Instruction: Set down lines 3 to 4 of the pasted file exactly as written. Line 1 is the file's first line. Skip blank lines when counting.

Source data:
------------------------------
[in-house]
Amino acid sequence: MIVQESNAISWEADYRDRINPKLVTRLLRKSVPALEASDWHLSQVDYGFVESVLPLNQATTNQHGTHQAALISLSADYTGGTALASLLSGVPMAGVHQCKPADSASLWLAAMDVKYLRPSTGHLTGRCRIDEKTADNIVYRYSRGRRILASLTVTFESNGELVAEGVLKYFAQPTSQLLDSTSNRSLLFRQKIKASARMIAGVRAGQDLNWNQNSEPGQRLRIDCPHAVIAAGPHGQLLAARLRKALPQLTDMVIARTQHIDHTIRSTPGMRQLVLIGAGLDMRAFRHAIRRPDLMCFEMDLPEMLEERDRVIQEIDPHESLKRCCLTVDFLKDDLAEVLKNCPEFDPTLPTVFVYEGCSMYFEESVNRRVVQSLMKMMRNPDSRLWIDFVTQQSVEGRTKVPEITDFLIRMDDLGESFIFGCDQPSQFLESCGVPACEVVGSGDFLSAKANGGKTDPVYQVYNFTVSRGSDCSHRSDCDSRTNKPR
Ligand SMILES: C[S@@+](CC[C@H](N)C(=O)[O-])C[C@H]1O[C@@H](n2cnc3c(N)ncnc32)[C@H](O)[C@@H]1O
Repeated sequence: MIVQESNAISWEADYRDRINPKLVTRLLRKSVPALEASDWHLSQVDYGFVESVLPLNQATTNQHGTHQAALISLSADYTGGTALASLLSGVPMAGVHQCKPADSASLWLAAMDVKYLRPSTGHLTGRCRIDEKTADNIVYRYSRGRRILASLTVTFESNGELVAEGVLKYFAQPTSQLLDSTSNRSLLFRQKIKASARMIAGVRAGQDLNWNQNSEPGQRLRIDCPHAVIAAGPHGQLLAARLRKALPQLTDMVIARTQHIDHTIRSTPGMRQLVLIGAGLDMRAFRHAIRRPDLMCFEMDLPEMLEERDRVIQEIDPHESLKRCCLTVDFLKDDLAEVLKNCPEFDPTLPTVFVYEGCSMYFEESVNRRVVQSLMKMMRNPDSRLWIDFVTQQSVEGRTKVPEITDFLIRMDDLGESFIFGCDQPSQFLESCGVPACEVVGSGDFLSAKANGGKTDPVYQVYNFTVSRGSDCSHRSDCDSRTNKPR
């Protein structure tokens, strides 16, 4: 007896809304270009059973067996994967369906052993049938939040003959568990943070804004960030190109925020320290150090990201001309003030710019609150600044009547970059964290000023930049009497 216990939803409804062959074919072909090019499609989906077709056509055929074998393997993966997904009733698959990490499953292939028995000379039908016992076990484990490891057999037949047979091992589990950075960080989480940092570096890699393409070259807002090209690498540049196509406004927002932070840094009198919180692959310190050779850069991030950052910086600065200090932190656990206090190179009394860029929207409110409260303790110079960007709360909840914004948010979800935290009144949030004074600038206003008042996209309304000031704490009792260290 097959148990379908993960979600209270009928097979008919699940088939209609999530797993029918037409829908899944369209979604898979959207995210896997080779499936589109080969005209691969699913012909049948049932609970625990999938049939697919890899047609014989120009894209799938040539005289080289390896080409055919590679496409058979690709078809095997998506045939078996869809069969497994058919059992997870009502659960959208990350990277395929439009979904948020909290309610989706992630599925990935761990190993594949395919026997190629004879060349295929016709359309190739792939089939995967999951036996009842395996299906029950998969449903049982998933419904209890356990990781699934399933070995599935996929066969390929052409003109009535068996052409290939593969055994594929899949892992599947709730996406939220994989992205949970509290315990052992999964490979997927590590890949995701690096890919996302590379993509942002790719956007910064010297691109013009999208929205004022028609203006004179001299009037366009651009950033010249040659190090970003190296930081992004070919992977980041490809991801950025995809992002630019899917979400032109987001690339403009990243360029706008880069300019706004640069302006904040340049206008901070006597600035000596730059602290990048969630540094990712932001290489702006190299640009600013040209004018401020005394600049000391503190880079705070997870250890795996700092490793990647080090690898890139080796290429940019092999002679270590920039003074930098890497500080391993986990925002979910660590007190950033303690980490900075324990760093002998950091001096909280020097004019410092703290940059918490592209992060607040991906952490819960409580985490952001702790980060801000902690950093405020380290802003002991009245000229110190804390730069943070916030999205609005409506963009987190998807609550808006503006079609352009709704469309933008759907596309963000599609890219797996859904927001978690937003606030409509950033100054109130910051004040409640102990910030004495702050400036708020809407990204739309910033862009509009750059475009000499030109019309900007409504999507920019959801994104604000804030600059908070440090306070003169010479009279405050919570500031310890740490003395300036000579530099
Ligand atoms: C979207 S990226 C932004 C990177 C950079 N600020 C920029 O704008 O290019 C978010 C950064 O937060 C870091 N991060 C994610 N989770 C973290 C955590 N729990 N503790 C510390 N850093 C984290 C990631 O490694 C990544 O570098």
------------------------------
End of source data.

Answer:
Ligand SMILES: C[S@@+](CC[C@H](N)C(=O)[O-])C[C@H]1O[C@@H](n2cnc3c(N)ncnc32)[C@H](O)[C@@H]1O
Repeated sequence: MIVQESNAISWEADYRDRINPKLVTRLLRKSVPALEASDWHLSQVDYGFVESVLPLNQATTNQHGTHQAALISLSADYTGGTALASLLSGVPMAGVHQCKPADSASLWLAAMDVKYLRPSTGHLTGRCRIDEKTADNIVYRYSRGRRILASLTVTFESNGELVAEGVLKYFAQPTSQLLDSTSNRSLLFRQKIKASARMIAGVRAGQDLNWNQNSEPGQRLRIDCPHAVIAAGPHGQLLAARLRKALPQLTDMVIARTQHIDHTIRSTPGMRQLVLIGAGLDMRAFRHAIRRPDLMCFEMDLPEMLEERDRVIQEIDPHESLKRCCLTVDFLKDDLAEVLKNCPEFDPTLPTVFVYEGCSMYFEESVNRRVVQSLMKMMRNPDSRLWIDFVTQQSVEGRTKVPEITDFLIRMDDLGESFIFGCDQPSQFLESCGVPACEVVGSGDFLSAKANGGKTDPVYQVYNFTVSRGSDCSHRSDCDSRTNKPR